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James Irvine Watson was born c.1917. Educated at Winchester College and then at Christ Church, Oxford, he joined the Royal Artillery in 1939, serving in Singapore and India. After the war he joined the London, Midland and Scottish Railway (LMS) for a year before beginning his long career with the British Council in 1947. The British Council had been established in 1934 to promote British culture and support English education abroad. In 1956 Watson was appointed Secretary General, a position he held for twenty-two years.
Watson also played a prominent role in the 50th anniversary commemoration of the Malines Conversations of 1921-1926. These were a series of informal conversations concerning the potential for reunion between the Church of England and the Roman Catholic Church, led by Charles Lindley Wood, 2nd Viscount Halifax, and Cardinal Mercier, Archbishop of Malines in Brussels. The commemoration followed the historic 1966 meeting between Michael Ramsey, Archbishop of Canterbury, and Pope Paul VI, the first official meeting since the English Reformation, and was a period of rapprochement between the two institutions. It resulted in the issuing of the ‘Common Declaration’ by Pope Paul and Archbishop Ramsay in 1966 and the establishment of the Anglican-Roman Catholic International Commission in 1969.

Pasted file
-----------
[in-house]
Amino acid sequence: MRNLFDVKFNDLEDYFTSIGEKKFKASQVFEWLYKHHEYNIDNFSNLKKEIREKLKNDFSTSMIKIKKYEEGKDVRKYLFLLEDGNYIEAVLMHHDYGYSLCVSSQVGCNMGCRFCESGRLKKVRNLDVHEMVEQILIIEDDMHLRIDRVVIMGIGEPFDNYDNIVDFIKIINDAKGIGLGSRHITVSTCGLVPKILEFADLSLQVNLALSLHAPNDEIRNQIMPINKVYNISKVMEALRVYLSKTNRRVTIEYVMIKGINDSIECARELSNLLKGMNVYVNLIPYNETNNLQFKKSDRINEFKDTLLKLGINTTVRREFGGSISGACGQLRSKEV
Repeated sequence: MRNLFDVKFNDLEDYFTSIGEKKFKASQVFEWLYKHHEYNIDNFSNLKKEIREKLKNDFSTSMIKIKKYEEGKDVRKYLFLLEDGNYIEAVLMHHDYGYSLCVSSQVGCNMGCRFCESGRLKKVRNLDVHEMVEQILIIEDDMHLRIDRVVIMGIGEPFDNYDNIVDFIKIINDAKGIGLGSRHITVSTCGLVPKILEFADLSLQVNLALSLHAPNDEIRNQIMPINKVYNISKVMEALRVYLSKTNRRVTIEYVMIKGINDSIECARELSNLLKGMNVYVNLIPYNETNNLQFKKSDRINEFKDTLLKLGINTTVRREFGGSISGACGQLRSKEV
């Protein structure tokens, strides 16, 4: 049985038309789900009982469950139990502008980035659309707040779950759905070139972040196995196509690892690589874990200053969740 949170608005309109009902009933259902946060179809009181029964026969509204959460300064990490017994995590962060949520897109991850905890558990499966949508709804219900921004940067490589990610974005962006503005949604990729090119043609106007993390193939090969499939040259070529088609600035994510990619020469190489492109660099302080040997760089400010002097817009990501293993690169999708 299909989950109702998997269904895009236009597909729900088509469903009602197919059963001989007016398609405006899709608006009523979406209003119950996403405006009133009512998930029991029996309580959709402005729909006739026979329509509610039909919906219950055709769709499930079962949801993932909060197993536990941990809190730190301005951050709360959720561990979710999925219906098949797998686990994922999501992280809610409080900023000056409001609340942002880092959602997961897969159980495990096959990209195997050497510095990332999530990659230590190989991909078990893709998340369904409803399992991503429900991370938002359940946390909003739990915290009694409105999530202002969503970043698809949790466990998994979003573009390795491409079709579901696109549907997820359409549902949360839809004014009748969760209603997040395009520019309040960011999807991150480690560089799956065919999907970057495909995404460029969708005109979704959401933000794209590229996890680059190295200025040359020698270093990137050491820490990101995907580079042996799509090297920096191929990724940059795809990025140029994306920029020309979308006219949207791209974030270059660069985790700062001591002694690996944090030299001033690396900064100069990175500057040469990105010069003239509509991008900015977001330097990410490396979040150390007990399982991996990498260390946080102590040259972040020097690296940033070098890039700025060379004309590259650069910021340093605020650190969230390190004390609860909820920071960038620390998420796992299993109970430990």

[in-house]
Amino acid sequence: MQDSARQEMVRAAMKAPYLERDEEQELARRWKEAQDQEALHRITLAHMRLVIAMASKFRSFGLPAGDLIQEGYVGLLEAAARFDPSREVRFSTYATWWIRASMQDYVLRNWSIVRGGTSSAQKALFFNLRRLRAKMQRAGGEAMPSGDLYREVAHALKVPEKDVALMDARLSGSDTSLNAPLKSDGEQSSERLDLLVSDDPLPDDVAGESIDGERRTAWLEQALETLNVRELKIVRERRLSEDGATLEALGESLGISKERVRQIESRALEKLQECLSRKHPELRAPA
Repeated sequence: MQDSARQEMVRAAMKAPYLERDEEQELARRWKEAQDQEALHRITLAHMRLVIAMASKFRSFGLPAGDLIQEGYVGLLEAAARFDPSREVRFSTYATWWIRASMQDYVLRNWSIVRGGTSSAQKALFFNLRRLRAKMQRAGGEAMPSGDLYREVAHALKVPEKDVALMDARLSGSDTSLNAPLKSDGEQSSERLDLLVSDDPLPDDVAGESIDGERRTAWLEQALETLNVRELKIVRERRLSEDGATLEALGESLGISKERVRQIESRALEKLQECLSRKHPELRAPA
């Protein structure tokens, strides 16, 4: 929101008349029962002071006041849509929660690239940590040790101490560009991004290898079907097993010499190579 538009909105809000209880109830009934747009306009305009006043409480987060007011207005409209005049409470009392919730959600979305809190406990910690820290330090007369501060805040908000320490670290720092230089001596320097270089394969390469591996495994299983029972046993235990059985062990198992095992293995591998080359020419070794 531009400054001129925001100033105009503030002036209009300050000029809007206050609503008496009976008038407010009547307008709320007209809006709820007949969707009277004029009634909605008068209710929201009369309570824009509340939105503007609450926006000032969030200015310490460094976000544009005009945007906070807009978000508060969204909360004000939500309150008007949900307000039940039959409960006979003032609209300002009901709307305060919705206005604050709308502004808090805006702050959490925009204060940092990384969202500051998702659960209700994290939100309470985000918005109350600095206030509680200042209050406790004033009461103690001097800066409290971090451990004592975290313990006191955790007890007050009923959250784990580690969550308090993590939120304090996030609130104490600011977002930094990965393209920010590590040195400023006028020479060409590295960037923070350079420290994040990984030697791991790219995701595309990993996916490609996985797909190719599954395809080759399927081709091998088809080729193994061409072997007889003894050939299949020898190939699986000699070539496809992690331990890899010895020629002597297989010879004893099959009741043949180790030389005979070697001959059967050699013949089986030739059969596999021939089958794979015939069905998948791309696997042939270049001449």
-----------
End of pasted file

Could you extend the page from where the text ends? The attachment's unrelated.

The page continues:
The 50th anniversary was marked by the visit of the Catholic Cardinal Suenens of Malines (now known as Mechelen) to York in 1969 and the return visit of the Archbishop of York to Malines in 1971 and of the Archbishop of Canterbury to Malines in 1973. Watson accompanied the Archbishop of York and the Earl and Countess of Halifax on the 1971 visit, in the role of ‘general secretary of the British Council, member of the committee of the Lord High Steward [of York Minster] and Friend of York Minster.’ He visited Malines again in 1976 to attend the 50th anniversary celebrations. In 1982 he was appointed a Knight of the Papal Order of Saint Sylvester in recognition of his role.
In 1972 Watson was awarded an OBE. He retired in 1978 but remained active in the Diocese of York, serving as Chairman of the York Diocesan Care of Churches Advisory Committee 1980-1986, Trustee of the York Minster Fund 1989-1993, and Chairman of the York Minster Fabric Advisory Committee 1991-1993. He was also a founding trustee of the Yorkshire Historic Churches Trust in 1988 and was appointed Deputy Lieutenant of North Yorkshire in 1991.
He died on 27 April 2016.
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‘Obituary: James Irvine Watson’ in The Trusty Servant: Winchester College Magazine, November 2016.
Míċeál Ledwith, ‘Rome and Canterbury’ in The Furrow, Vol. 33 (July, 1982).
Borthwick Institute, Irvine Watson Archive.